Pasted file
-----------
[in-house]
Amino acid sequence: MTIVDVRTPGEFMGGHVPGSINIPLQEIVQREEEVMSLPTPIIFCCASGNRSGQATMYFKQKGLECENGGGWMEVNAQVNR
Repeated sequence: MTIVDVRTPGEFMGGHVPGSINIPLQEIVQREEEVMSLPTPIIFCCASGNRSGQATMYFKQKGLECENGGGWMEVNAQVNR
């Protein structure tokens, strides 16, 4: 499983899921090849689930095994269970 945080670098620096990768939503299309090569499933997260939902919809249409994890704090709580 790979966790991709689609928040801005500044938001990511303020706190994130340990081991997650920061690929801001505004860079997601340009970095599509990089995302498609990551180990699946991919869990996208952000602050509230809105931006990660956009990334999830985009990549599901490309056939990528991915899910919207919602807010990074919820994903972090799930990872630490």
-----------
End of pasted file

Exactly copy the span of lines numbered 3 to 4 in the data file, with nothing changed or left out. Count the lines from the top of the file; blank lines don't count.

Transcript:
Repeated sequence: MTIVDVRTPGEFMGGHVPGSINIPLQEIVQREEEVMSLPTPIIFCCASGNRSGQATMYFKQKGLECENGGGWMEVNAQVNR
């Protein structure tokens, strides 16, 4: 499983899921090849689930095994269970 945080670098620096990768939503299309090569499933997260939902919809249409994890704090709580 790979966790991709689609928040801005500044938001990511303020706190994130340990081991997650920061690929801001505004860079997601340009970095599509990089995302498609990551180990699946991919869990996208952000602050509230809105931006990660956009990334999830985009990549599901490309056939990528991915899910919207919602807010990074919820994903972090799930990872630490």